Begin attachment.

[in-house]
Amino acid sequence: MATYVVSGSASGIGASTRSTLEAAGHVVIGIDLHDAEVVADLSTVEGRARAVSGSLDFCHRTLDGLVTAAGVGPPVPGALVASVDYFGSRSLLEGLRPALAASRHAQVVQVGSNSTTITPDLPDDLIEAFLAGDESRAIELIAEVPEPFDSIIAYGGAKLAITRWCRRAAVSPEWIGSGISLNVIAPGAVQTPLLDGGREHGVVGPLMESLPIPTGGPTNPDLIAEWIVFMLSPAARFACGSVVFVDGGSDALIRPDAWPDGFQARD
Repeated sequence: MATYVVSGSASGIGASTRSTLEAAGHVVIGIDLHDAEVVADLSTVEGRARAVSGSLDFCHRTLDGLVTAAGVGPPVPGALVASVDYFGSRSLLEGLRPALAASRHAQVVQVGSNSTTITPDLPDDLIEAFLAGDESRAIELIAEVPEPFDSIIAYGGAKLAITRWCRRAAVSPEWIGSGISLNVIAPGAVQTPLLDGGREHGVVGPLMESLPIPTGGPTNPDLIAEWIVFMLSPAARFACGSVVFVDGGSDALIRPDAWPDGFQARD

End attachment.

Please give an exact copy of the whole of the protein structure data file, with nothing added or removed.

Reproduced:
[in-house]
Amino acid sequence: MATYVVSGSASGIGASTRSTLEAAGHVVIGIDLHDAEVVADLSTVEGRARAVSGSLDFCHRTLDGLVTAAGVGPPVPGALVASVDYFGSRSLLEGLRPALAASRHAQVVQVGSNSTTITPDLPDDLIEAFLAGDESRAIELIAEVPEPFDSIIAYGGAKLAITRWCRRAAVSPEWIGSGISLNVIAPGAVQTPLLDGGREHGVVGPLMESLPIPTGGPTNPDLIAEWIVFMLSPAARFACGSVVFVDGGSDALIRPDAWPDGFQARD
Repeated sequence: MATYVVSGSASGIGASTRSTLEAAGHVVIGIDLHDAEVVADLSTVEGRARAVSGSLDFCHRTLDGLVTAAGVGPPVPGALVASVDYFGSRSLLEGLRPALAASRHAQVVQVGSNSTTITPDLPDDLIEAFLAGDESRAIELIAEVPEPFDSIIAYGGAKLAITRWCRRAAVSPEWIGSGISLNVIAPGAVQTPLLDGGREHGVVGPLMESLPIPTGGPTNPDLIAEWIVFMLSPAARFACGSVVFVDGGSDALIRPDAWPDGFQARD